and nature of the gods
It is almost impossible to enumerate the gods of the Egyptians, for individual
deities could temporarily merge with each other to form syncretistic gods
(Amun-Re, Re-Harakhty, Ptah-Sokar, etc.) who combined elements of the individual
gods. A single god might also splinter into a multiplicity of forms (Amun-em-Opet,
Amun-Ka-Mutef, Amun of Ipet-swt), each of whom had an independent cult and
role. Unlike the gods of the Graeco-Roman world, most Egyptian gods had no
definite attributes. For example, Amun, one of the most prominent deities
of the New Kingdom and Late Period, is vaguely referred to in secondary literature
as the "state god" because his powers were so widespread and encompassing
as to be indefinable.
To a great extent, gods were patterned after humans — they were
born, some died (and were reborn), and they fought amongst themselves.
Yet as much as the gods' behavior resembled human behavior, they
were immortal and always superior to humans.
Gods are attested from the earliest time of Egyptian civilization. Standard
anthropological models that suggest that gods in early civilizations are
derived from a mother goddess or that they are the incarnation of aspects
of nature do not fit the Egyptian evidence. Further complicating our understanding
of the early gods is the fact that a single deity could be represented in
human form, in zoomorphic form, or in a mixed animal-human form. Although
the animal forms and therianthropic (i.e., part human, part animal) forms
slightly predate anthropoid manifestations, it is unlikely that the gods
were derived from totemic animals or that the Egyptians practiced zoolatry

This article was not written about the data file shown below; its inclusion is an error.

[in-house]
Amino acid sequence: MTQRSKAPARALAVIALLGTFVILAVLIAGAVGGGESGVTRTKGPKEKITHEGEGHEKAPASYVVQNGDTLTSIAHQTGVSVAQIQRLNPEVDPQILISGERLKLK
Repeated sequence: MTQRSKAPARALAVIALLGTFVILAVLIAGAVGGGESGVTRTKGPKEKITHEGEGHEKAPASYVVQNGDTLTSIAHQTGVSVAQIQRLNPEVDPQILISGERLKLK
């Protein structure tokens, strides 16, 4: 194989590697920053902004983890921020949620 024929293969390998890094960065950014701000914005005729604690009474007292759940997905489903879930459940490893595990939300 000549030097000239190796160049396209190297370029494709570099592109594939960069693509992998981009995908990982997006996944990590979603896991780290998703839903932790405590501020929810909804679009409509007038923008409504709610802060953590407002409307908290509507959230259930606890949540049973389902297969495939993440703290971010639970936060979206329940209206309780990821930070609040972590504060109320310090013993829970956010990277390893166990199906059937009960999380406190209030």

(i.e., worship of animals). Rather, animal forms were probably used to suggest
metaphorically something about the characteristics of the god.
Certain gods were associated strongly with specific localities, although
their worship was not limited to those regions. The gods were organized
into groupings that expressed male and female elements (Amun/Amunet), family
triads (Amun, his wife Mut and their child Khonsu), and other groupings
such as the ogdoad of eight gods and the ennead of nine gods.
Many aspects of Egyptian theology are elusive to modern researchers. This
results from the fact that there was tremendous development of religious
ideas throughout the 3,000 years of Egyptian civilization, yet few concepts
were discarded; instead, they were layered upon each other in an ever more
complex and seemingly convoluted manner. Although sometimes dismissed as
the signs of a primitive culture or of the Egyptians' confusion about their
place in the universe, the seemingly contradictory beliefs are better interpreted
as extended metaphors used to explain the intangible. For example, there
are several different and seemingly contradictory ideas about creation.
In some theologies, the god Ptah brought mankind into being by the force
of his thoughts while others recount that mankind was created by Khnum on
his celestial potter's wheel. In still others, the god Atum performed the
first act of creation from his spittle or semen. All of these solutions
were an attempt to explain a phenomenon that was beyond human understanding
in more comprehensible metaphors.
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